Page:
Home | Blog index | Previous | Next | About | Privacy policy |

By Chris Austin. 30 November 2020.

*An earlier version of this post was published on another website on 1 January 2013.*

This is the fifth in a series of posts about the foundation of our understanding of the way the physical world works, which I'm calling Dirac-Feynman-Berezin sums. The previous post in the series is Action For Fields.

As in the previous posts, I'll show you some formulae and things like that along the way, but I'll try to explain what all the parts mean as we go along, if we've not met them already, so you don't need to know about that sort of thing in advance.

One of the clues that led to the discovery of Dirac-Feynman-Berezin sums came from the attempted application to electromagnetic radiation of discoveries about heat and temperature. We looked at those discoveries about heat and temperature in the second post in the series, and in the third post, we looked at how James Clerk Maxwell, just after the middle of the nineteenth century, was able to identify light as waves of oscillating electric and magnetic fields, and to calculate the speed of light from measurements of electrical and magnetic effects. Dirac-Feynman-Berezin sums for a physical system depend on a property of the system called its action, and in the first post in the series, we derived Sir Isaac Newton's second law of motion from Pierre-Louis de Maupertuis's principle of stationary action. In the fourth post, we calculated the conserved energy of a system of electromagnetic fields and electrically charged particles, by deriving Maxwell's equations for the electromagnetic fields, and the forces exerted on the charged particles by the fields, from de Maupertuis's principle for the action of the system.

Today I would like to put all these pieces together, and show you how they led to a seriously wrong conclusion about the properties of electromagnetic radiation in a hot oven. In the next post in the series, Dirac-Feynman sums, we'll look at how the problem was resolved by the discoveries that led to Dirac-Feynman-Berezin sums, which started with the identification of a new fundamental constant of nature by Max Planck, in 1899.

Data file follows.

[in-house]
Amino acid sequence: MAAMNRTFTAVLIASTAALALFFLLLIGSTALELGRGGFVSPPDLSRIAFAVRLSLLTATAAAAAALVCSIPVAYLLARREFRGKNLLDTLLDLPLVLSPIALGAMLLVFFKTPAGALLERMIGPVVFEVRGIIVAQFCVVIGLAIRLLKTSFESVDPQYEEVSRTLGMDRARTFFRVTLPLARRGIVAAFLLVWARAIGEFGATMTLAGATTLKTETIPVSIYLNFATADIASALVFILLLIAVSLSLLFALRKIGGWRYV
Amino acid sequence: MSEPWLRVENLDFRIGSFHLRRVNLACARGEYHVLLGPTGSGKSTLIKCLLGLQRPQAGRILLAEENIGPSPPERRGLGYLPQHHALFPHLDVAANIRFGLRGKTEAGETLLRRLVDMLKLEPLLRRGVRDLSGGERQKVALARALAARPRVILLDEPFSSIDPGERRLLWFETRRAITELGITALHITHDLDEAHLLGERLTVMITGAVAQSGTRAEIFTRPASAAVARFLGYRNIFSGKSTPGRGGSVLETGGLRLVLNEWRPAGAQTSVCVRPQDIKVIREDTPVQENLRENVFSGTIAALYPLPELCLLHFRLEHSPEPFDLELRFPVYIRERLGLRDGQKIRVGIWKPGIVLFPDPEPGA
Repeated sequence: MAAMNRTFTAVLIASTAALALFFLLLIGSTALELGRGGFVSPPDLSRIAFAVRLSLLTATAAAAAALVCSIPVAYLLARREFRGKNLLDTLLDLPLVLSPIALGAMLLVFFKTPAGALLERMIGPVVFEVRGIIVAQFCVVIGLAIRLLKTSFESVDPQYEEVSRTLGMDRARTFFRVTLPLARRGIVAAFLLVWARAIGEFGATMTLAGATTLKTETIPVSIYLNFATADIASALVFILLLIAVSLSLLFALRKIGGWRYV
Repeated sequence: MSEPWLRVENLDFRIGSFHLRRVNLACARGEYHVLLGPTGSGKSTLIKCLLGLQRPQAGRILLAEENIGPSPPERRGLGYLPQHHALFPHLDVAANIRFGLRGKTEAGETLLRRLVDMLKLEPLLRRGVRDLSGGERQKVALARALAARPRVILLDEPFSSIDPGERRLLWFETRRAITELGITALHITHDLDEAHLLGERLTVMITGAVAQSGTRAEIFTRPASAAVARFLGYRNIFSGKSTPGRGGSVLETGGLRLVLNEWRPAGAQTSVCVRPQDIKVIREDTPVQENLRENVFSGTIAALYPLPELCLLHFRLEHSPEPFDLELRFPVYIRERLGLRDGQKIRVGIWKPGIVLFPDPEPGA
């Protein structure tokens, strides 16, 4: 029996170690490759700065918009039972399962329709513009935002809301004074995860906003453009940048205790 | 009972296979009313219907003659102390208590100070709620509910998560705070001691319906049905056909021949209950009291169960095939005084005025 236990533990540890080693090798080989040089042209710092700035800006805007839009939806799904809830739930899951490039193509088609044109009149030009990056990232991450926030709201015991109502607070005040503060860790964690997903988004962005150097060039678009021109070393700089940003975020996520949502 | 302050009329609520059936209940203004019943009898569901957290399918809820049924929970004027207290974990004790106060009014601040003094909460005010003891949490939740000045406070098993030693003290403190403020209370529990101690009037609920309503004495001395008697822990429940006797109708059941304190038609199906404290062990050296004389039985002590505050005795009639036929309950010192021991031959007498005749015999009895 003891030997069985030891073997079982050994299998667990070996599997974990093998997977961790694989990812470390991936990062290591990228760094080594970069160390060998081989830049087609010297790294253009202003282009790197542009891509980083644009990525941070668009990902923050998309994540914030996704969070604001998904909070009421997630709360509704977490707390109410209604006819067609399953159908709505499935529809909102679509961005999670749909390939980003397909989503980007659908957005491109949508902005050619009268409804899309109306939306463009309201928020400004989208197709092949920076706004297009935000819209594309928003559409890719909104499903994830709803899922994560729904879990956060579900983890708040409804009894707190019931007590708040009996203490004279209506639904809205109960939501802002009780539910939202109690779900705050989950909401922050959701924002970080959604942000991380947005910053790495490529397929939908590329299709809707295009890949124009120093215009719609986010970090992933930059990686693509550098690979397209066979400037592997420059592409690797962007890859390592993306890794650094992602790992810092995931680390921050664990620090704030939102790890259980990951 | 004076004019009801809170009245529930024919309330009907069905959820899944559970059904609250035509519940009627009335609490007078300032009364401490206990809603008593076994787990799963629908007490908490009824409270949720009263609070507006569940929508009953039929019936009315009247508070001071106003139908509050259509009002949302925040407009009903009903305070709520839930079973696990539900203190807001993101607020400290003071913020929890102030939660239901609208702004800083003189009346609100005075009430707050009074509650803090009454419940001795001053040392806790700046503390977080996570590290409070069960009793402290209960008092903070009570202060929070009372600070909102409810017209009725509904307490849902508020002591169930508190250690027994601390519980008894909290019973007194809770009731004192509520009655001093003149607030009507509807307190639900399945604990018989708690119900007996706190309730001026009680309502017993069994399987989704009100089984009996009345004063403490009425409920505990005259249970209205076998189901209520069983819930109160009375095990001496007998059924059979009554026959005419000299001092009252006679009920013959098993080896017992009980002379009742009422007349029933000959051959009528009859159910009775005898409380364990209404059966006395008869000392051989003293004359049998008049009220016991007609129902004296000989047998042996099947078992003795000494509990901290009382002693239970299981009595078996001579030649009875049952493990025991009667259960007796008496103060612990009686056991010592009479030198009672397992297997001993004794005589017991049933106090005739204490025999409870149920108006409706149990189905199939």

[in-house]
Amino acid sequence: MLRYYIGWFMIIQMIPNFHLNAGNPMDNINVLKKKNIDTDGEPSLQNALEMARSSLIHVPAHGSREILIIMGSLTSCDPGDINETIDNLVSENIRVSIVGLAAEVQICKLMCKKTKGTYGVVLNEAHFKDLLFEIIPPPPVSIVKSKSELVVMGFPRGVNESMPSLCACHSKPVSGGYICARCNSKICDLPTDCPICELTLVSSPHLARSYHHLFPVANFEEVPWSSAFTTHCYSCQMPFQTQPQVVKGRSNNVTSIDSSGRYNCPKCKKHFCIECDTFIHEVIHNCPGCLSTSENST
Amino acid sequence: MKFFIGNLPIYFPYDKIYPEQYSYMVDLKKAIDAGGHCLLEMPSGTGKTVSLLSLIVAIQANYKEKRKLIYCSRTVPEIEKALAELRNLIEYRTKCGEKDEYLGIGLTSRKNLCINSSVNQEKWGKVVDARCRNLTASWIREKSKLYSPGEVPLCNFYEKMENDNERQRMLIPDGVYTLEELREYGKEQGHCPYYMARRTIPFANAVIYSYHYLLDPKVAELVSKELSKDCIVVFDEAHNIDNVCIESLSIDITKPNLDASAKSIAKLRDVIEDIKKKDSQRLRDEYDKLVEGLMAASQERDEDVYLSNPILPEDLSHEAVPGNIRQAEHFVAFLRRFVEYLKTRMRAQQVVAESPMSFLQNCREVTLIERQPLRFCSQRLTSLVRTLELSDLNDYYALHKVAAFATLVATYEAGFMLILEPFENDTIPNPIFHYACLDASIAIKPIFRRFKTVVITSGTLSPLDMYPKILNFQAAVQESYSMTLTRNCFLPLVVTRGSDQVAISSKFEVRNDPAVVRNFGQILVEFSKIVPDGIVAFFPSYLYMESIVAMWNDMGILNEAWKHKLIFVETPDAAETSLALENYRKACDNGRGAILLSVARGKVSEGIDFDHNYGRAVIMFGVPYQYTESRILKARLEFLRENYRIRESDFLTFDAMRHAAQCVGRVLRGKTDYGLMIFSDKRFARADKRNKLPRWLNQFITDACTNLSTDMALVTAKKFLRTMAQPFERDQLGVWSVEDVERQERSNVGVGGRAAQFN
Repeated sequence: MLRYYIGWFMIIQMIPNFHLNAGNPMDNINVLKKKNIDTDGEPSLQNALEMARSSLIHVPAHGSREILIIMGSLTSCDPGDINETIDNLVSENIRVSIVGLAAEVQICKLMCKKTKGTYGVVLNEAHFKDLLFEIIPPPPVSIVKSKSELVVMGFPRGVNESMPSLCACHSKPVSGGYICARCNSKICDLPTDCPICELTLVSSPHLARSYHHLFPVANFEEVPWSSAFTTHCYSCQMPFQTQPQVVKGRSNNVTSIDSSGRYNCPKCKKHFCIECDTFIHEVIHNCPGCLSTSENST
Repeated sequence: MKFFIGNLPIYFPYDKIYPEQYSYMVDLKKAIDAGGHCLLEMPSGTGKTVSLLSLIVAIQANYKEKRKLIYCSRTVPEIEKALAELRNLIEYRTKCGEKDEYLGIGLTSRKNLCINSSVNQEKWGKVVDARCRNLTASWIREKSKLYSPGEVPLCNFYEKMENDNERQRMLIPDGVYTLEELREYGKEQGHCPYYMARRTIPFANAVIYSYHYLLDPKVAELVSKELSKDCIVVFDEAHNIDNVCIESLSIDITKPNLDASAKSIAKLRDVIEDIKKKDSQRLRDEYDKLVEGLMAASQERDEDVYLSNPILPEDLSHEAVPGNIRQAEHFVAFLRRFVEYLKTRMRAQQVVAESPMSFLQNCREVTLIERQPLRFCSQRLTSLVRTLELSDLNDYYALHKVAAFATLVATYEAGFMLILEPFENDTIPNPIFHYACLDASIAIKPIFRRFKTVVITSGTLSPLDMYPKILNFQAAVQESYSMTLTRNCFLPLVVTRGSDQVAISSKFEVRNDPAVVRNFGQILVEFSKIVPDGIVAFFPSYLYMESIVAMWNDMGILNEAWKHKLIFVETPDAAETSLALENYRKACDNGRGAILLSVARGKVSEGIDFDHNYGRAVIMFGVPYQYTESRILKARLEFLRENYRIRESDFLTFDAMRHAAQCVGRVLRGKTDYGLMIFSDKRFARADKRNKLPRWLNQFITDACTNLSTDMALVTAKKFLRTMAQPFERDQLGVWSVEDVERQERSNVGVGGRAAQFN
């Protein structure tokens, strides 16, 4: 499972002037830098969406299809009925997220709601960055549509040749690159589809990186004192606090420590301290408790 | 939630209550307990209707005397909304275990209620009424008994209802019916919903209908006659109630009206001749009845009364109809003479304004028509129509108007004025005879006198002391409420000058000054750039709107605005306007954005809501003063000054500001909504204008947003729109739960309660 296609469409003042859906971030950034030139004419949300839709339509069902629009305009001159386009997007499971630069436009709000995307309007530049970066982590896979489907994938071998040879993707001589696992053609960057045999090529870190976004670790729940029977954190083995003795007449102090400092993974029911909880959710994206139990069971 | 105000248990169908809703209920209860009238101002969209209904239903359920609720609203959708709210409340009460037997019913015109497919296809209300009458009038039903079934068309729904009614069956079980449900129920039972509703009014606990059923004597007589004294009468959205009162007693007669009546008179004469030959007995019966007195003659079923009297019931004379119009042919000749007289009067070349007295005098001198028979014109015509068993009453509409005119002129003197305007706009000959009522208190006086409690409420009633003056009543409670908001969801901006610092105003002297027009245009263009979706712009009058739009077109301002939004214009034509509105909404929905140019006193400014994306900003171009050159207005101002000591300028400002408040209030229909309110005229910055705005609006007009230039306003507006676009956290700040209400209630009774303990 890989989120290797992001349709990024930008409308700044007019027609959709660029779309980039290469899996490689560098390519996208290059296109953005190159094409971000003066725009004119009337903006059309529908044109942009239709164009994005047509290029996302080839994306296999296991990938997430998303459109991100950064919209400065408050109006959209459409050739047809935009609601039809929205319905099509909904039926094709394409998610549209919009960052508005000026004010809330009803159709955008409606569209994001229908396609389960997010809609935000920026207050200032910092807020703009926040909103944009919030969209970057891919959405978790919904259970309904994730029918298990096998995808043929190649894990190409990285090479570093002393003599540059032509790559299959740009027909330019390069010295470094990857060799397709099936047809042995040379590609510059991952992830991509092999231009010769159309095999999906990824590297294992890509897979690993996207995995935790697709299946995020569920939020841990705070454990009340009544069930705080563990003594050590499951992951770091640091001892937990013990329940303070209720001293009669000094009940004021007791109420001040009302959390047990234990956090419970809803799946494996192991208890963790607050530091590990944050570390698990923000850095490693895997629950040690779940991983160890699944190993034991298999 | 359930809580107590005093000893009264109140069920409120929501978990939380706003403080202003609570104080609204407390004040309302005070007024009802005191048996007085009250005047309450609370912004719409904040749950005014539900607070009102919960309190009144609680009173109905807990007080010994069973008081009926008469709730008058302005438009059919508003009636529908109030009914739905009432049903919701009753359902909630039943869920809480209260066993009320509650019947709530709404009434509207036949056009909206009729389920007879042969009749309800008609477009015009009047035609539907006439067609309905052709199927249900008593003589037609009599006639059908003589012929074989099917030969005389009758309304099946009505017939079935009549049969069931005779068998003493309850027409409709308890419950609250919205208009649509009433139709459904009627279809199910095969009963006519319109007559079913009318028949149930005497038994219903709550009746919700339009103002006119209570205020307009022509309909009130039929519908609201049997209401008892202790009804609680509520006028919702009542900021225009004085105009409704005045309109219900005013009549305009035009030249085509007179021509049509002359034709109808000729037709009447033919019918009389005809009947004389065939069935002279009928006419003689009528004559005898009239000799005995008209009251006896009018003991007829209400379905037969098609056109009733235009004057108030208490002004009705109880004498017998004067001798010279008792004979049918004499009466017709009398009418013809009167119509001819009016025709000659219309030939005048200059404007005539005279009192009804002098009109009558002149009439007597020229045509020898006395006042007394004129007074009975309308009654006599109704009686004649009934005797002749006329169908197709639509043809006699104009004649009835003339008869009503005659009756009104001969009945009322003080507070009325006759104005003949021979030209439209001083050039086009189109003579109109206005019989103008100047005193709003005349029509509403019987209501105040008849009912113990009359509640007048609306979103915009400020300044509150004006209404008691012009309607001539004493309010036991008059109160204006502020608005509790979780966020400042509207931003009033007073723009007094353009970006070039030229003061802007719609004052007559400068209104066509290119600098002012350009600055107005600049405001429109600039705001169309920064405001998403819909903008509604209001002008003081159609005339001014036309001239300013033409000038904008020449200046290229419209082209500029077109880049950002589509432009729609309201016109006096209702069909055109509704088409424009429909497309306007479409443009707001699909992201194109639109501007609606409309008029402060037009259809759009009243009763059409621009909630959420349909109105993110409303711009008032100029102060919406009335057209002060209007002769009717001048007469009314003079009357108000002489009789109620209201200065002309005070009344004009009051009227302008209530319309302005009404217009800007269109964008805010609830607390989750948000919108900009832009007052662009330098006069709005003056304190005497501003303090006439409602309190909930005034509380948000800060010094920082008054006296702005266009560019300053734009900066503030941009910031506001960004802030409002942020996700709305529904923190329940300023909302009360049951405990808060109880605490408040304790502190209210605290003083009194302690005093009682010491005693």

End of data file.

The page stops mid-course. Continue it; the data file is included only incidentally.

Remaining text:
Let's now consider the electromagnetic fields in a box-shaped oven whose sides are aligned with the Cartesian coordinate directions, and whose internal dimensions in the Cartesian coordinate directions are , , and . We'll assume that the internal faces of the oven walls are perfectly reflecting, and that the oven is empty apart from the electromagnetic fields. We found in the third post in the series, here, that for any vector , any angle , and any vector perpendicular to , which means that , a solution of the equations for the electromagnetic field in a vacuum, with no electric charges or electric currents present, is given by:

where is the voltage field and is the vector potential field, and the electric field strength and the magnetic induction field are expressed in terms of and by the formulae we found in the third post in the series, here. We found in the third post in the series, here, that is equal to the speed of light metres per second in a vacuum, so I'll now write instead of .

From calculations similar to the ones in the third post in the series, here, which confirmed that a wave of the above form satisfies the gauge condition on and in the third post in the series, here, and Maxwell's equations in a vacuum in terms of and assuming that gauge condition, as in the third post in the series, here, with no electric charges or electric currents present, we find that an arbitrary sum of waves of the above form also satisfies those equations. We'll assume that the electromagnetic fields inside the oven consist of a sum of waves of the above form, so that inside the oven.

Maxwell's equation summarizing Faraday's measurements involving time-dependent magnetic fields, as in the third post in the series, here, shows that the components of tangential to an oven wall must be continuous at the oven wall, for if a component of tangential to the oven wall changed discontinously at the oven wall, the component of in the perpendicular direction along the oven wall would have to be infinite at the oven wall. The assumption that the oven walls are perfectly reflecting means that and are 0 inside the material of the oven walls, and we'll assume that and are also 0 inside the material of the oven walls. So from the formula for in terms of and , as in the third post in the series, here, the tangential components of must be continuous at the oven wall, and are thus 0 at the oven wall.